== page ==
13. 13. Oil Exporting Countries Russia Saudi Arabia Iran U.s.a Venezuela
  14. 14. Russian budget heavily relies on its oil income More than half of its budget revenues come from selling Oil and Gas The Russian economy may go into Recession if oil prices keep falling Effect of falling oil prices on Russia
  15. 15. Saudi Arabia is the world's second largest crude producer after Russia. It oil stays at around $60 per barrel next year, the government will run a deficit equal to 14% of GDP. If low oil prices persist, Saudi Arabia may have to cut back on some of the social programs. Effect of falling oil prices on Saudi Arabia
  16. 16. High oil prices are one of the major factors affecting the Iranian economy. Severe economic problems may result if oil prices keep falling. Iran may decide to reach a nuclear deal with the US to ease economic sanctions. Effect of falling oil prices on Iran
  17. 17. This will translate into accelerated economic growth to a forecasted 3.5% next year. Falling oil prices will cause gas prices to go down, which will result in increased consumer spending. Effect of falling oil prices on US
  18. 18. The nation's economy is set to shrink some 3% this year and inflation is rampant In Venezuela oil sales provide both 47% of government revenues and the main source of foreign currency. Effect of falling oil prices on Venezuela
  19. 19. Reduced OPEC’s global power Benefit to Western and European economies Decline in oil and natural-gas undertakings Reduction in Commodity price The devalue of Oman Increase in global demand for goods and services Global Consequences of falling Oil Prices
  20. 20. Monetary & Fiscal Policies  Declining oil prices may reduce medium-term inflation expectations below target.  Central banks could respond with additional monetary policy which can support growth Oil importingcountries: Oil Exportingcountries:  Lower oil prices might trigger Contractionary Fiscal Policy Measures. Developing countries:  May benefit more from a decline in energy input costs.  Household inflation expectations in developing economies may also be more responsive to changes in fuel prices than in developed countries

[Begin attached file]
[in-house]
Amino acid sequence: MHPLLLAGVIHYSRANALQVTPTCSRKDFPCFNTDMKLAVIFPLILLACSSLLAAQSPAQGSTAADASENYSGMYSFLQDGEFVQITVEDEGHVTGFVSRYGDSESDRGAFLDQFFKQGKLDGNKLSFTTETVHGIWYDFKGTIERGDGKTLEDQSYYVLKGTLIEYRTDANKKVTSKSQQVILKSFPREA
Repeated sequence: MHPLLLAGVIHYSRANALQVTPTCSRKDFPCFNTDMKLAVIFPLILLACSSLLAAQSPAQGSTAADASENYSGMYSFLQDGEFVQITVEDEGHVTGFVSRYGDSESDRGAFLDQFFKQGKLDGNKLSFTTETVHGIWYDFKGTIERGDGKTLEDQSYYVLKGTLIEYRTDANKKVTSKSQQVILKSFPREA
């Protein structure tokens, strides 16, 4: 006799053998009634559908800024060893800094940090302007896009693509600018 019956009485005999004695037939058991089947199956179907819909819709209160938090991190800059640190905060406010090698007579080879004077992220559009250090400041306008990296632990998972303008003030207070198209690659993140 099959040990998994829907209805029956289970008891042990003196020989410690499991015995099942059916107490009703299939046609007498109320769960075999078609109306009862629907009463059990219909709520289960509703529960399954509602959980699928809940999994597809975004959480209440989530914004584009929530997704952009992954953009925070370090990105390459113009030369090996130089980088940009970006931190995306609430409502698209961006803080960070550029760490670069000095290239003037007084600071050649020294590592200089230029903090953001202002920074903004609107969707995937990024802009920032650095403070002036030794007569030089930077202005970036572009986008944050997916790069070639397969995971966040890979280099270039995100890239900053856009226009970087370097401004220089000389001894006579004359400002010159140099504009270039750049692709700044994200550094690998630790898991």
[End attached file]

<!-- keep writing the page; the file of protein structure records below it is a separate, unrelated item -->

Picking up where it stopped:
21. 21. Effect of falling oil prices on INDIA India, which is the fourth largest consumer of oil, is a big beneficiary of falling oil prices. India imports nearly two-thirds of crude oil requirements. The reduced prices will not only lower the import bill but also help save foreign exchange. And It will also enable oil marketing companies to reduce retail prices of petrol and diesel.
  22. 22. Effect of falling oil prices on INDIA As per rough estimates, a $10 fall in crude could reduce the current account deficit by approximately 0.5% of GDP and the fiscal deficit by around 0.1% of GDP. Lower oil prices have also aided government's efforts to keep inflation low and stable besides curtailing fuel subsidies. A lower subsidy bill will help contain the country's fiscal deficit, a measure of the amount the government borrows to fund its expenses With every dollar decrease in oil prices, the government's oil import bill comes down by Rs. 4,000 crore.
  23. 23. Conclusion Following four years of stability at around $105 per barrel, oil prices fell sharply in the second half of 2014. The decline in oil prices was quite significant compared with the previous episodes of oil price drops during the past three decades. There have been a number of long-terms and short-term drivers behind the recent plunge in oil prices: several years of large upward surprises in oil supply; some downward surprises in demand; unwinding of some geopolitical risks that had threatened production; change in OPEC policy objectives; and appreciation of U.S. Dollar. Supply related factors have clearly played a dominant role.
  24. 24. Conclusion The decline in oil prices has significant macroeconomic, financial implications. If sustained, it will support activity and reduce inflationary, external, and fiscal pressures in oil-importing countries. On the other hand, it would affect oil-exporting countries adversely by weakening fiscal and external positions and reducing economic activity. However, declining oil prices also present a significant window of opportunity to reform energy taxes and fuel subsidies, which are substantial in several developing countries, and reinvigorate reforms to diversify oil-reliant economies.
  25. 25. Thank You Rishabh Hurkat Prepared By :-